Richard Frances, M.D.
detection and treatment of major psychiatric disorders that afflict
young people, including addiction, depression, bipolar disorder,
anxiety disorder, attention deficit disorder, and schizophrenia
can be the best way to prevent the serious consequences of mental
illness, including suicide.
Teenage suicide has doubled in the last 20 years and 70 percent
of suicides among young people involve chemical abuse or dependence.
Normal youngsters rarely attempt or succeed in suicide, and most
suicides are associated with treatable psychiatric conditions
including addiction. Parents, teachers and peers need to watch
for signs of low self-esteem, hopelessness, social isolation,
smoldering anger, crippling sadness and anxiety, use and abuse
of alcohol, marijuana and other drugs, impulsivity, poor judgment,
and poor communication with family, peers and teachers.
Screening and early treatment for psychiatric problems helps prevent
the progression and worsening of conditions that can lead up to
disaster. Other important signs include a positive family history
of major illnesses, including addiction, depression, bipolar illness,
anxiety disorders, and suicide. Watch for signs of these problems
in first degree relatives, including siblings. Most of the major
psychiatric illnesses begin in the teenage and young adult years,
and the earlier they are detected and treated, the better the
result. A variety of cognitive behavioral and psychodynamic treatments
are available and are most effective when combined with medications
in the treatment of these disorders. For young people with substance
abuse and additional psychiatric diagnosis, it is crucial to make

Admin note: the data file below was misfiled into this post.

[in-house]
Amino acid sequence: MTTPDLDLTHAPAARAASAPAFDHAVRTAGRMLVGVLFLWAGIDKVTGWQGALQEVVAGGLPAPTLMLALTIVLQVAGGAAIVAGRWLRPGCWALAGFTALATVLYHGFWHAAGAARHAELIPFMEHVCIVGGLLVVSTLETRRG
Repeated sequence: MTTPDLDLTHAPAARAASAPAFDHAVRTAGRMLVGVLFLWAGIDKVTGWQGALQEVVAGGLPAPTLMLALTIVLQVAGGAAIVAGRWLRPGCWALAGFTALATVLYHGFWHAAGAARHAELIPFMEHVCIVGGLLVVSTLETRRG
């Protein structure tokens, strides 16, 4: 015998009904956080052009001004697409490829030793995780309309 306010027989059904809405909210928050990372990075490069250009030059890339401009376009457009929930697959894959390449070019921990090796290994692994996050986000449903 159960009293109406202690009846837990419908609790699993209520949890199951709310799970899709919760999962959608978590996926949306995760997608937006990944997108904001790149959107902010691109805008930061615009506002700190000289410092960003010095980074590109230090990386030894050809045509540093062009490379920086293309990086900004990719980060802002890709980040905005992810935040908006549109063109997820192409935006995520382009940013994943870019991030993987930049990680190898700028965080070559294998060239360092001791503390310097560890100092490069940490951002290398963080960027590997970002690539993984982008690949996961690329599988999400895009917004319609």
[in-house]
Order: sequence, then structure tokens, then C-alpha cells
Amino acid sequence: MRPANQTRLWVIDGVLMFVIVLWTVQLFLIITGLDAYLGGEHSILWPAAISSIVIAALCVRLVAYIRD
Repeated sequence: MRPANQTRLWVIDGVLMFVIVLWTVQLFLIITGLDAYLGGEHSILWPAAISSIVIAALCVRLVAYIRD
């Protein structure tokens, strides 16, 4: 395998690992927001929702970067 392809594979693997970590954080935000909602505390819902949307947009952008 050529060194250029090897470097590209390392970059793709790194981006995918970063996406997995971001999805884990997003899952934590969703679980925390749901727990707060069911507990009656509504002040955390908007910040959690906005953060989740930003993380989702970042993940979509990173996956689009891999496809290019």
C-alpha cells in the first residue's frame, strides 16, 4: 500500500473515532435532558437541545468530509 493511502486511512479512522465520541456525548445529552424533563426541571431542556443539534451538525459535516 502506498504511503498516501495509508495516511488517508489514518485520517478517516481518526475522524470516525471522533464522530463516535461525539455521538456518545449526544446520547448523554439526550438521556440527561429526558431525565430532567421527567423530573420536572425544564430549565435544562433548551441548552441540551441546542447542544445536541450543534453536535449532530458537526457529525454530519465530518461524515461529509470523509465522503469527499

sure that both diagnoses are well treated and that the individual
is substance free while engaged in medication treatment and psychotherapy.
Twelve step, peer led and group, family and network therapy techniques
can be very helpful in working with this age group. An especially
critical time is the adolescentís first year away from home at
college with its often concomitant increase in substance use and
decrease in parental presence. One example of a psychiatric illness
that has a 15 percent mortality related to suicide is manic depressive
disorder which can be effectively treated with lithium and mood
stabilizers, and which is frequently associated with alcohol and
drug problems. Both problems must be successfully treated to avoid
the roller coaster ride of relapse. Well treated individuals with
this disorder can go on to productive lives and are often among
our most creative and effective people. Undetected or untreated
bipolar illness leads to enormous suffering in patients and their
families. Some characteristics for evaluating suicide risk include
presence of suicidal or homicidal ideation, intent or plans; access
to means for suicide and the lethality of those means; presence
of command hallucinations, other psychotic symptoms or severe
anxiety; presence of alcohol or substance use, history and seriousness
of previous attempts and family history of or recent exposure
to suicide. Abuse of substances increases impulsivity and worsens
judgment which can add fuel to self-destructive impulses.
It is important that schools, parents and the mental health community
work closely together to provide better screening, detection and
preventative treatment for major psychiatric illnesses. This will
lead to reduction of the devastating effects of suicide on family,
schools and community. #
Richard Frances is President and Medical Director of Silver Hill
Hospital in New Canaan, Connecticut.
Update, Inc., P.O. Box 20005, New York, NY 10001.
Tel: (212) 481-5519. Fax: (212) 481-3919.Email: email@example.com.
All material is copyrighted and may not be printed without express
consent of the publisher. © 2002.